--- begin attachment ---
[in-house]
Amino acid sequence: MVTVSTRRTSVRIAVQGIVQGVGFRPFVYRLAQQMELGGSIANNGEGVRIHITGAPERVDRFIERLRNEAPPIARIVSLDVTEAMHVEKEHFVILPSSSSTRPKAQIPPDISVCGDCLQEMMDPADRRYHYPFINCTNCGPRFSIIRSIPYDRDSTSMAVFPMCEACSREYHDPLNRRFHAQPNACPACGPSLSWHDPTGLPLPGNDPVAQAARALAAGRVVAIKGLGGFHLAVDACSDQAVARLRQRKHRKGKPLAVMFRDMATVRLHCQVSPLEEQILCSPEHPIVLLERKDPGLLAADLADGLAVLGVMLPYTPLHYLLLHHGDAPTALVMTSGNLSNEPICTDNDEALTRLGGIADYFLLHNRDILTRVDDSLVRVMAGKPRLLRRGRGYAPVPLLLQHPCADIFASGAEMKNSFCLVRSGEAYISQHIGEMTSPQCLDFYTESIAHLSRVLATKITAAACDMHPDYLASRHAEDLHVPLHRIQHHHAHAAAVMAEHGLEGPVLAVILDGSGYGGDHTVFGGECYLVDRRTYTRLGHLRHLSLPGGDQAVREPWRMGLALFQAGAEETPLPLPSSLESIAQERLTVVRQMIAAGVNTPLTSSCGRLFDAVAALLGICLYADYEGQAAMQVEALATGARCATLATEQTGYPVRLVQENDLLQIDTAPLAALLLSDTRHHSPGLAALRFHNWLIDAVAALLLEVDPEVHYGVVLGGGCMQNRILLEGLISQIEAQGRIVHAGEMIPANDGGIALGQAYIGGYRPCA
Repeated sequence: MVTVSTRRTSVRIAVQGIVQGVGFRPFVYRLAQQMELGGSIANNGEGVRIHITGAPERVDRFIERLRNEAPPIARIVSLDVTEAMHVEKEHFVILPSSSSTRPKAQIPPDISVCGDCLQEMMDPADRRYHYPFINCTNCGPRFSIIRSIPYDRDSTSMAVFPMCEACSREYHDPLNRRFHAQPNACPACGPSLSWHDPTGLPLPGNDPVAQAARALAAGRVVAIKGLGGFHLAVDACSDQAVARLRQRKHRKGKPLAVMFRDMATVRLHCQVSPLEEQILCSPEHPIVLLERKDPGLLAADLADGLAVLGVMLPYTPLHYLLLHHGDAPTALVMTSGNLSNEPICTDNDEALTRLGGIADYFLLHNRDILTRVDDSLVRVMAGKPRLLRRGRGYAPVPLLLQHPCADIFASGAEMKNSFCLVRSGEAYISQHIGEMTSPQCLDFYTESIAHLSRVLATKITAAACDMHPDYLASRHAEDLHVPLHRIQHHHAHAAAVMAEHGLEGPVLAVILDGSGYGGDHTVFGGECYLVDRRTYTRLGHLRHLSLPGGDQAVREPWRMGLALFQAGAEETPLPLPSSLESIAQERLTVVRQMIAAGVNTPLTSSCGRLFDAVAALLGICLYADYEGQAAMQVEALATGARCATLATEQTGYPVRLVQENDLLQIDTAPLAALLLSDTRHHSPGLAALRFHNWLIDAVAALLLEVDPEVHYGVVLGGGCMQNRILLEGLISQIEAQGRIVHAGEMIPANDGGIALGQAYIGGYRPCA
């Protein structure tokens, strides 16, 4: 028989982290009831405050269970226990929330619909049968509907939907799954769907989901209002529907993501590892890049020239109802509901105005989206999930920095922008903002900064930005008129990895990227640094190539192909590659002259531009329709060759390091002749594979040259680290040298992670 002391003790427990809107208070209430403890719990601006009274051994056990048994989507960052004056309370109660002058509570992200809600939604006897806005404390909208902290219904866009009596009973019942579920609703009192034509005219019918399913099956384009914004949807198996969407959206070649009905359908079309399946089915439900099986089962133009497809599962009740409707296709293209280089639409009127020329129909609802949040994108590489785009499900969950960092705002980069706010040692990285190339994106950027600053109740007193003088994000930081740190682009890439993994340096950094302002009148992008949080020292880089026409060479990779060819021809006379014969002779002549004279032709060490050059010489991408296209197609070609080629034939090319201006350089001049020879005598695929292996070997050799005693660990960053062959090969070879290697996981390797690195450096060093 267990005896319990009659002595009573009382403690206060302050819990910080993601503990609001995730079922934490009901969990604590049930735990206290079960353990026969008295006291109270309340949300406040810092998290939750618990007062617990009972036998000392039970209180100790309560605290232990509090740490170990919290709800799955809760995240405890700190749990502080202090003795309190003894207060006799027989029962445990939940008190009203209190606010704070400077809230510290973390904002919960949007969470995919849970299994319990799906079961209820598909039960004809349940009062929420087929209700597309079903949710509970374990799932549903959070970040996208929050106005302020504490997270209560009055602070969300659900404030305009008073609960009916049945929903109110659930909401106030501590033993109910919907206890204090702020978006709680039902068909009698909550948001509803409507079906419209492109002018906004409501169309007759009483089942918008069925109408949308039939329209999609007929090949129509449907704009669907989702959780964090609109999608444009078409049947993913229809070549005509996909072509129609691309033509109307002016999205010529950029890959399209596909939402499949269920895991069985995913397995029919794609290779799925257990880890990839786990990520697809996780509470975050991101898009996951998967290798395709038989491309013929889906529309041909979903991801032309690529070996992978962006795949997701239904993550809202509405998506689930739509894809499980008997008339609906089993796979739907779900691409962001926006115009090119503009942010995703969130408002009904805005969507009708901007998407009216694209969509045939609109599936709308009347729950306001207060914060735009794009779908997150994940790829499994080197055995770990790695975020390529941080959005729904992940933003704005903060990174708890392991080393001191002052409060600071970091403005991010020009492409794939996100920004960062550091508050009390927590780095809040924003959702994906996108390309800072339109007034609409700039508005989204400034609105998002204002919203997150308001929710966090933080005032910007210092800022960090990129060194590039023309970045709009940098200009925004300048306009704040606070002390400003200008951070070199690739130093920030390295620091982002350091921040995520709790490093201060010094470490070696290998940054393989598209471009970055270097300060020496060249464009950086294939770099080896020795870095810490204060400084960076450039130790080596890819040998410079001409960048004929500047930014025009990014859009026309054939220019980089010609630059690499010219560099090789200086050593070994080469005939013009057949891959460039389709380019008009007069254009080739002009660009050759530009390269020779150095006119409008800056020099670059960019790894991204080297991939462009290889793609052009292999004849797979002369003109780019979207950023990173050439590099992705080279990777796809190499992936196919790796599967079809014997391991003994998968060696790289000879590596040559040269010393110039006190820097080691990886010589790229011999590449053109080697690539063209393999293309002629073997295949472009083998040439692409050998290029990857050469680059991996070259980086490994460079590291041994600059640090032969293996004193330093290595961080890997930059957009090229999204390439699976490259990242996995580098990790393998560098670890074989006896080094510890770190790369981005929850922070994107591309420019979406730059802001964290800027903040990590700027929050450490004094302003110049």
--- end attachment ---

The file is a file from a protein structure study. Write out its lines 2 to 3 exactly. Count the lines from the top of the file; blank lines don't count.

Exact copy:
Amino acid sequence: MVTVSTRRTSVRIAVQGIVQGVGFRPFVYRLAQQMELGGSIANNGEGVRIHITGAPERVDRFIERLRNEAPPIARIVSLDVTEAMHVEKEHFVILPSSSSTRPKAQIPPDISVCGDCLQEMMDPADRRYHYPFINCTNCGPRFSIIRSIPYDRDSTSMAVFPMCEACSREYHDPLNRRFHAQPNACPACGPSLSWHDPTGLPLPGNDPVAQAARALAAGRVVAIKGLGGFHLAVDACSDQAVARLRQRKHRKGKPLAVMFRDMATVRLHCQVSPLEEQILCSPEHPIVLLERKDPGLLAADLADGLAVLGVMLPYTPLHYLLLHHGDAPTALVMTSGNLSNEPICTDNDEALTRLGGIADYFLLHNRDILTRVDDSLVRVMAGKPRLLRRGRGYAPVPLLLQHPCADIFASGAEMKNSFCLVRSGEAYISQHIGEMTSPQCLDFYTESIAHLSRVLATKITAAACDMHPDYLASRHAEDLHVPLHRIQHHHAHAAAVMAEHGLEGPVLAVILDGSGYGGDHTVFGGECYLVDRRTYTRLGHLRHLSLPGGDQAVREPWRMGLALFQAGAEETPLPLPSSLESIAQERLTVVRQMIAAGVNTPLTSSCGRLFDAVAALLGICLYADYEGQAAMQVEALATGARCATLATEQTGYPVRLVQENDLLQIDTAPLAALLLSDTRHHSPGLAALRFHNWLIDAVAALLLEVDPEVHYGVVLGGGCMQNRILLEGLISQIEAQGRIVHAGEMIPANDGGIALGQAYIGGYRPCA
Repeated sequence: MVTVSTRRTSVRIAVQGIVQGVGFRPFVYRLAQQMELGGSIANNGEGVRIHITGAPERVDRFIERLRNEAPPIARIVSLDVTEAMHVEKEHFVILPSSSSTRPKAQIPPDISVCGDCLQEMMDPADRRYHYPFINCTNCGPRFSIIRSIPYDRDSTSMAVFPMCEACSREYHDPLNRRFHAQPNACPACGPSLSWHDPTGLPLPGNDPVAQAARALAAGRVVAIKGLGGFHLAVDACSDQAVARLRQRKHRKGKPLAVMFRDMATVRLHCQVSPLEEQILCSPEHPIVLLERKDPGLLAADLADGLAVLGVMLPYTPLHYLLLHHGDAPTALVMTSGNLSNEPICTDNDEALTRLGGIADYFLLHNRDILTRVDDSLVRVMAGKPRLLRRGRGYAPVPLLLQHPCADIFASGAEMKNSFCLVRSGEAYISQHIGEMTSPQCLDFYTESIAHLSRVLATKITAAACDMHPDYLASRHAEDLHVPLHRIQHHHAHAAAVMAEHGLEGPVLAVILDGSGYGGDHTVFGGECYLVDRRTYTRLGHLRHLSLPGGDQAVREPWRMGLALFQAGAEETPLPLPSSLESIAQERLTVVRQMIAAGVNTPLTSSCGRLFDAVAALLGICLYADYEGQAAMQVEALATGARCATLATEQTGYPVRLVQENDLLQIDTAPLAALLLSDTRHHSPGLAALRFHNWLIDAVAALLLEVDPEVHYGVVLGGGCMQNRILLEGLISQIEAQGRIVHAGEMIPANDGGIALGQAYIGGYRPCA